But while plant collecting was seen as a "gentile and useful" past-time for wealthy and well-educated women according to Lynn Parker, Kew's curator of illustrations and artefacts, the actual science of botany was not something they were encouraged to pursue with women unable to attend university or join the Royal Society.
Lady Emma's paintings are exquisite in their detail, but what elevates them from artworks to being of botanical significance are the notes Lady Tankerville made on the margins and back, June said.
They are scientific in scope, detailing the plants' various classifications, conditions for growth, history and her own observations.
Lynn agrees, adding: "On the face of it she is collecting flowers which was thought of as a respectable past-time, but she is also clearly interested in the science of them, such as where they are coming from and their anatomy."
In 1811 Lady Emma moved to Madeira, the Portuguese island off the coast of north Africa, on doctor's orders after two of her children became ill with consumption.
Madeira was a bustling trading port, a key meeting point on the sailing routes between the Americas and India, and its balmy climate was reckoned to be good for health of the ill.
During her 18-month stay, Emma painted 21 pictures of the island's plants which were added to the collection of those she had commissioned of her own plants.
They form the basis of an exhibition currently on display at Northumberland County Council's County Hall in Morpeth and where June will be giving talks on 21 and 27 March.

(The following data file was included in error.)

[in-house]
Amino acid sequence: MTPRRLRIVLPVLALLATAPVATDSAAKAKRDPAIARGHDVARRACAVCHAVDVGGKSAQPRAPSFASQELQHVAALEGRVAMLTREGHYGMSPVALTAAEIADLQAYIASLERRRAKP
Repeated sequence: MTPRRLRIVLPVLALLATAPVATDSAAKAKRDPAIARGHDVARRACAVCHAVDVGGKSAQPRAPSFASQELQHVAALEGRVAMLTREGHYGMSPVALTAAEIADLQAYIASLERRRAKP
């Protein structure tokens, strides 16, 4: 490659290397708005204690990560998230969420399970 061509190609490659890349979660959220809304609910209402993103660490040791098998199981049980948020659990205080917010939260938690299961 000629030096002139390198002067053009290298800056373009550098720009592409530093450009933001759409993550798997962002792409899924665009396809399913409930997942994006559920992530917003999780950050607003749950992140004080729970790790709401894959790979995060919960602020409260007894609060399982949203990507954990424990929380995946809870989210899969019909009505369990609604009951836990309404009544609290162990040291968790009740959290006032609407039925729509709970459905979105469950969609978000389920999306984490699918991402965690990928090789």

June - who is completing a PhD at Northumbria University and is supported by Northern Bridge - spent months wading through 60 large boxes each containing 300 letters and documents.
They detailed the intricate workings of the Tankerville dynasty, stored at Northumberland County Council's Woodhorn archives in Ashington after being donated by the family.
She had to get the permission of Lady Emma's descendants to look through the boxes and what she found painted the picture of Lady Emma's life.
She had exchanged letters with George Washington and other notable citizens of the 18th and 19th Century she could call friends and acquaintances, before her death in 1836 at the age of 84.
"She was a remarkable woman who deserves to be recognised as a significant botanist, artist and collector of exotic plants," June said, adding: "She captured the spirit of women's intellectual engagement with natural history of the period whose important legacies to botany disappeared from the record."
Karen Lounton, interim head of service at Northumberland County Council said June's work discovering and telling Lady Emma's story had been extraordinary.
"[Emma] was a talented woman who did not get the credit she deserved," Karen said, adding: "The work June has done has gone a long way to making sure [Emma] has her moment in the sun and her place in history."
Lady Emma's collection is one of the largest private collections in the Kew archives, bettered in size only by more official and professional collections like that amassed by William Roxburgh of the plants at Calcutta Botanical Gardens where he was superintendent.
But Lady Emma did not receive any official recognition for her work with women not allowed to join the Royal Society, the body most likely to reward scientific endeavours such as hers.
"It is a beautiful collection to have and is one of our jewels," Ms Parker said of the Tankerville paintings, but she added more needs to be known about the "obscure but very important figure" who put it together.
"She definitely does not get the recognition she deserves."